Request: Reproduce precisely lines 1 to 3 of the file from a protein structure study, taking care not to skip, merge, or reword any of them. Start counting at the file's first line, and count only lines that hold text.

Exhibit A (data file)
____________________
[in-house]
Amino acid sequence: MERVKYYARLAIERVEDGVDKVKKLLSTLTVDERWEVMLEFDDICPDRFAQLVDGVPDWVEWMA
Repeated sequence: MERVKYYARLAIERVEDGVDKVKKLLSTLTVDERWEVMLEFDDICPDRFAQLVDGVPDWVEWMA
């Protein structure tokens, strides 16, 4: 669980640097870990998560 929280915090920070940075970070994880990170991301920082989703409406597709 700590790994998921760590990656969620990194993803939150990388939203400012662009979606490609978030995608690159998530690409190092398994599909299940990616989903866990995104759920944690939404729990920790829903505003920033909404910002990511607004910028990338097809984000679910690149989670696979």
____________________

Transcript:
[in-house]
Amino acid sequence: MERVKYYARLAIERVEDGVDKVKKLLSTLTVDERWEVMLEFDDICPDRFAQLVDGVPDWVEWMA
Repeated sequence: MERVKYYARLAIERVEDGVDKVKKLLSTLTVDERWEVMLEFDDICPDRFAQLVDGVPDWVEWMA